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The Actuary The magazine of the Institute & Faculty of Actuaries

A wider definition of risk

When discussing default investment funds for defined contribution schemes (in the March issue of The Actuary) Alistair Byrne and Debbie Harrison consider that ‘all of the default fund categories can be regarded as relatively risky, with fairly high equity contents’. They appear to be using ‘risky’ as a synonym for ‘volatile’, a usage which is more or less universal in the investment world.

As actuaries, we should be more discriminating. Risk is not a concrete entity, sitting out there in glorious isolation waiting to be identified. There are only risks in relation to goals, or other desirable outcomes. When you are discussing the riskiness or otherwise of various courses of action it’s important to be very clear about the context. The risk to what?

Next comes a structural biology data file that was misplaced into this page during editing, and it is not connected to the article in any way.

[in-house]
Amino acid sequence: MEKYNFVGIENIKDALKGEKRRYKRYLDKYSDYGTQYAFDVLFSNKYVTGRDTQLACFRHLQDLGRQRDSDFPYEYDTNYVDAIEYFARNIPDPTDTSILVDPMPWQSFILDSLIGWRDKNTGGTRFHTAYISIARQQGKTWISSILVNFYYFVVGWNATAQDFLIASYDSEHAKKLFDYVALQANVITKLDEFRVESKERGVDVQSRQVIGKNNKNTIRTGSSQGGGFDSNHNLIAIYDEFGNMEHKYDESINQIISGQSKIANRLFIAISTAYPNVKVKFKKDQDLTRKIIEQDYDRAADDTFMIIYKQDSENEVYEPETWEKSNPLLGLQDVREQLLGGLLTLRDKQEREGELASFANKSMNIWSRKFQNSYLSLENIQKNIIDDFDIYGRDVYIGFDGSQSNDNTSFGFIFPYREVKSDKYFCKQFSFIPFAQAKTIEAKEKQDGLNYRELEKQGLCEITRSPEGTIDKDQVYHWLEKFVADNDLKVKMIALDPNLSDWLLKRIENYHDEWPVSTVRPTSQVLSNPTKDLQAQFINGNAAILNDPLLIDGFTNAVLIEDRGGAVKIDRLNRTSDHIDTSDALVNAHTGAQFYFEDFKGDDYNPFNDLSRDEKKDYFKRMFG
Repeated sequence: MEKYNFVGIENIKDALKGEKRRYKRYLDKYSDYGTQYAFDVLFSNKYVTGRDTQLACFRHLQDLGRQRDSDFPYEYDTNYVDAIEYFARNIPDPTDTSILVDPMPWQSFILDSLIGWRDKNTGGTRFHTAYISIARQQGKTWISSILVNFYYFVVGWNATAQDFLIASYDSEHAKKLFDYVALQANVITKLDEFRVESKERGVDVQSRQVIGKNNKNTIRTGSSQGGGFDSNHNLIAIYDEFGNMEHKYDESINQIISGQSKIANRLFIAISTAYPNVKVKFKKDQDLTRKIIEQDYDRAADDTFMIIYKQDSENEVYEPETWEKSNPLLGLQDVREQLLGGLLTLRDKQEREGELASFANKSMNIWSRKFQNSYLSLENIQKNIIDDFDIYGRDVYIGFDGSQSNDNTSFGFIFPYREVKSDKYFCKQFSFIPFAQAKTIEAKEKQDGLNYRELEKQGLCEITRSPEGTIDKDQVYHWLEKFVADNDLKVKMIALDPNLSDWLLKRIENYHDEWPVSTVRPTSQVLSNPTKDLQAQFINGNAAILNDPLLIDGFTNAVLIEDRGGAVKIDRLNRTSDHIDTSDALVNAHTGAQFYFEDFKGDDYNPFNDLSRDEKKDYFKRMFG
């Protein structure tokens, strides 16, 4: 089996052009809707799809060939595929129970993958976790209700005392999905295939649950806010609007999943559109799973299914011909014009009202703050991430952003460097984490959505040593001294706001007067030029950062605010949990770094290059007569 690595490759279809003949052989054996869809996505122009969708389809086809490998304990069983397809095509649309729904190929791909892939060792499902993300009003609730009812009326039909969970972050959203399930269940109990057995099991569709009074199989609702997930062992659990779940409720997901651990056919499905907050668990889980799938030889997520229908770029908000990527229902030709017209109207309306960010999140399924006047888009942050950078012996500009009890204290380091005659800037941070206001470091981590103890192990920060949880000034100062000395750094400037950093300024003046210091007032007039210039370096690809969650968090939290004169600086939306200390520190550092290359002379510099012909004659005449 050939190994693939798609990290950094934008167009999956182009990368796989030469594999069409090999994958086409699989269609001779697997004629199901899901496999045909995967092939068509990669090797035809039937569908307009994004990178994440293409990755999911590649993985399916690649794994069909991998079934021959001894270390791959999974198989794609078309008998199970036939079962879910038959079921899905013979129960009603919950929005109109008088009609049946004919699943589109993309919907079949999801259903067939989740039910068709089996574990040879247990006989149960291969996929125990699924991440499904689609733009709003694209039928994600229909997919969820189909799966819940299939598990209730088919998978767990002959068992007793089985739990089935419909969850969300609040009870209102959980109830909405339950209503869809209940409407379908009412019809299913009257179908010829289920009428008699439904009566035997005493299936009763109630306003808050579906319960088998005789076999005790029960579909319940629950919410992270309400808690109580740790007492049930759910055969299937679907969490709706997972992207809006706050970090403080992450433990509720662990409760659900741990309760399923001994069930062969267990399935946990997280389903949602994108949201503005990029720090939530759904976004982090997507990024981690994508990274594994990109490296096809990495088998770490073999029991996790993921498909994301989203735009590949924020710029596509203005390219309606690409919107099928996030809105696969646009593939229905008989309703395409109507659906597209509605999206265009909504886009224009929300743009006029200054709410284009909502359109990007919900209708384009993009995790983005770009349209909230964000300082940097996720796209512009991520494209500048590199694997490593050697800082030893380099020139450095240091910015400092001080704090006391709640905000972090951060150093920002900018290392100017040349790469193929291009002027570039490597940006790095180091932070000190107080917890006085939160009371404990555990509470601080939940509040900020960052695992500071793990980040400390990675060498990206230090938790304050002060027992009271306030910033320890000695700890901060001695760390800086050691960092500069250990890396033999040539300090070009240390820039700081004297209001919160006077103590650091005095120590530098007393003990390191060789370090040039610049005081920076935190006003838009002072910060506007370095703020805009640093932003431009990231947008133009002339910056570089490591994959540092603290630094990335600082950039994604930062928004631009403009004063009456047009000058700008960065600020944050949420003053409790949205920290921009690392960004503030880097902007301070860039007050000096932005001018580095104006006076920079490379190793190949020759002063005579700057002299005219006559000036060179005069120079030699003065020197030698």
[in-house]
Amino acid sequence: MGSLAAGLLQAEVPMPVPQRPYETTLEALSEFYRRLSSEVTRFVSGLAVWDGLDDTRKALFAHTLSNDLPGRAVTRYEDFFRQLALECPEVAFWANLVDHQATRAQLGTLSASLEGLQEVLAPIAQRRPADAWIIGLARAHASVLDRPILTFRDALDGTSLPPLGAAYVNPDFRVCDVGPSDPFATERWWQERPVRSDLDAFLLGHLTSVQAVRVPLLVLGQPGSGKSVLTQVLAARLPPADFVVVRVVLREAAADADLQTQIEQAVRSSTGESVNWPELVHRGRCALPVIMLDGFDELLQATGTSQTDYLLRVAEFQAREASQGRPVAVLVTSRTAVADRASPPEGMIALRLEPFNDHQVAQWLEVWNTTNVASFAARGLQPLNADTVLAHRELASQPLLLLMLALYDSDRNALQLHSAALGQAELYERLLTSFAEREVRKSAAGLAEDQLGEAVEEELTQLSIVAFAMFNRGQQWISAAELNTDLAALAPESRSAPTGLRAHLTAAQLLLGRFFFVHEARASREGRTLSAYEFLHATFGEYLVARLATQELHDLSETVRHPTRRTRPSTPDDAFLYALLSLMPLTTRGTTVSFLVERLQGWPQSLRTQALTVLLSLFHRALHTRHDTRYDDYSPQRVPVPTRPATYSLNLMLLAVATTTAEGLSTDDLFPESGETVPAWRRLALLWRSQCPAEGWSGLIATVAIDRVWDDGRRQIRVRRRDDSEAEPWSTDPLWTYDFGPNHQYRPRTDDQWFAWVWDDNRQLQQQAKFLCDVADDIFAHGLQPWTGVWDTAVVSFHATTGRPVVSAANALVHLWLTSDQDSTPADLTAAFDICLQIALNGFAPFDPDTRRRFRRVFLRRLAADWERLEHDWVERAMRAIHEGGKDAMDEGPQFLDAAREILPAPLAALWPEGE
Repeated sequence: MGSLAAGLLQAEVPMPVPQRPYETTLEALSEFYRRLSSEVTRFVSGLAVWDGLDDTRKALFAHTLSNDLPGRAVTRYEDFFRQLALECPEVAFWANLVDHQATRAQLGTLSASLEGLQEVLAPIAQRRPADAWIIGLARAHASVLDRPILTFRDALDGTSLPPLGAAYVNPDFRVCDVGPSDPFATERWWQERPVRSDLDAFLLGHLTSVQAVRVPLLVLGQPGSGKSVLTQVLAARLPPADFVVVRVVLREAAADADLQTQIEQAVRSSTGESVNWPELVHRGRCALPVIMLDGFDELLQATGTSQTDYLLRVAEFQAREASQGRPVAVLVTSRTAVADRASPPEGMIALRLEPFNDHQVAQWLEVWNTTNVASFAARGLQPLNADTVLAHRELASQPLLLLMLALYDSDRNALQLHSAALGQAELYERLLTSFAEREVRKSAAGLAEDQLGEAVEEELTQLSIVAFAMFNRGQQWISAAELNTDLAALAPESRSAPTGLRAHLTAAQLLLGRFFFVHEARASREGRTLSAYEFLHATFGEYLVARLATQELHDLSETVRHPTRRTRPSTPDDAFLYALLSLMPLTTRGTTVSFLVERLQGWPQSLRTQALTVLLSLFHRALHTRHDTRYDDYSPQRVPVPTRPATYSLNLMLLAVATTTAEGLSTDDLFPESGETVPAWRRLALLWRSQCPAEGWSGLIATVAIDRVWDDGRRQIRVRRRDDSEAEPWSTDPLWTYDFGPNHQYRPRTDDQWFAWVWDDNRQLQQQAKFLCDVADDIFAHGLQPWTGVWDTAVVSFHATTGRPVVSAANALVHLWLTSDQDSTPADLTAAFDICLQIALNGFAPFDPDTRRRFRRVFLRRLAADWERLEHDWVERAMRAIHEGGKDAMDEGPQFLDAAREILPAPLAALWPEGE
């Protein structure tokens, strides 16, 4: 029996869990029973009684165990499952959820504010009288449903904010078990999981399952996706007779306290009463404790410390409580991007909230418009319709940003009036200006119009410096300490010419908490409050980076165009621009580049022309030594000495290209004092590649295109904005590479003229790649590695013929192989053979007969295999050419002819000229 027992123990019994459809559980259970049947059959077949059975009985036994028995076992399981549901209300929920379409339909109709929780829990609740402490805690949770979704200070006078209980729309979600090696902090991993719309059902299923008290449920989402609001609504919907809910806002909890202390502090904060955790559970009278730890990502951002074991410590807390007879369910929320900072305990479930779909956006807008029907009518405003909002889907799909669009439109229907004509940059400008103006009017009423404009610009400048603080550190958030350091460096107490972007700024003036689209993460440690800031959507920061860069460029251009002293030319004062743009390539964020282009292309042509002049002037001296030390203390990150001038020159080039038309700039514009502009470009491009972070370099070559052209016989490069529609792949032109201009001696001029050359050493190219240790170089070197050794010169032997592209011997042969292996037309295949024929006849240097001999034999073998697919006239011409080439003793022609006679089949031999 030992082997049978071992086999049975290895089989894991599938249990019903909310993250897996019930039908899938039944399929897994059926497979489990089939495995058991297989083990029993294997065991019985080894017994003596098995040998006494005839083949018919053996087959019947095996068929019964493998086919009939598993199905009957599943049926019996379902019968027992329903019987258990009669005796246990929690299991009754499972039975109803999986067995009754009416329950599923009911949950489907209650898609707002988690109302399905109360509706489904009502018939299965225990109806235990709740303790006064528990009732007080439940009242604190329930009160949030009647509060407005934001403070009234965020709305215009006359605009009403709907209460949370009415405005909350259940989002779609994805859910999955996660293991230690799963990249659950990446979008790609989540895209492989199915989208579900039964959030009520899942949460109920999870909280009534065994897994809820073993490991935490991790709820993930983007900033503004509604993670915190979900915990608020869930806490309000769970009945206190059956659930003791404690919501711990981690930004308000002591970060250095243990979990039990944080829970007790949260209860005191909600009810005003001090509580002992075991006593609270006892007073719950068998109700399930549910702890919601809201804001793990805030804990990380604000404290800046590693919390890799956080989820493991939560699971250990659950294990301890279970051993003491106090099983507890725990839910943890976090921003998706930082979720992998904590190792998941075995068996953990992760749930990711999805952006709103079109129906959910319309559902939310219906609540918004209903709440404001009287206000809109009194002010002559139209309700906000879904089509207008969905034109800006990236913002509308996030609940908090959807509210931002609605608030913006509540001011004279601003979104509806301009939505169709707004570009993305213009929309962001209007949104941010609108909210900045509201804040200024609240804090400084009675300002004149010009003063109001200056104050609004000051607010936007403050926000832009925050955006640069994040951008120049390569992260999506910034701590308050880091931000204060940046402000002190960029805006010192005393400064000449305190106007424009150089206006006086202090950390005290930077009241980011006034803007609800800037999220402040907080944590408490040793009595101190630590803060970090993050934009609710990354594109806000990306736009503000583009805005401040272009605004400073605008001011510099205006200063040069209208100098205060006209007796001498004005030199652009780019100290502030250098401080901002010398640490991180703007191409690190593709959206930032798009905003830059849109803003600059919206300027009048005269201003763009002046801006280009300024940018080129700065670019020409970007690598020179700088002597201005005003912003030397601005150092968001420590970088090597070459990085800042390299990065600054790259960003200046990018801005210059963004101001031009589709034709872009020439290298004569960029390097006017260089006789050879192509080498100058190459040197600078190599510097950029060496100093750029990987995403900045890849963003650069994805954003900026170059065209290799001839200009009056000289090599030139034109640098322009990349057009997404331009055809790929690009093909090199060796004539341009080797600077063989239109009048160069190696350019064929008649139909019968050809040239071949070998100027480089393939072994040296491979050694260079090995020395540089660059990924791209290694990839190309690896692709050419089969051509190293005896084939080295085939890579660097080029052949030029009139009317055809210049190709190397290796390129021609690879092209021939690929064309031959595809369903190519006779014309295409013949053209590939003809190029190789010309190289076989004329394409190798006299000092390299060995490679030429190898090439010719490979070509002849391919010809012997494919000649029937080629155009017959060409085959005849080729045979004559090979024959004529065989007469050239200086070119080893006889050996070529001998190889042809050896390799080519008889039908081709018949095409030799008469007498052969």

In the case at issue, the following risks spring to mind; there may well be others:

  • the member’s assets at retirement are less than the contributions made;
  • they are less than was forecast;
  • they are not sufficient to provide an adequate pension;
  • the rate of return calculated at retirement is less than inflation;
  • the rate of return is less than that on an investment that happened to perform well over the period in question (isn’t hindsight useful!).

The latter risk is probably more serious for the scheme provider than for the individual member. Investment in cash provides a way of limiting the first risk, though it may feed the other risks rather than control them. Volatile investments are less risky if there is no fixed date at which they have to be realised.

The point is that in order to control risk you have to be very clear as to what the risk is. Different strategies are appropriate for different risks, and the various parties to a transaction will often see the risks differently.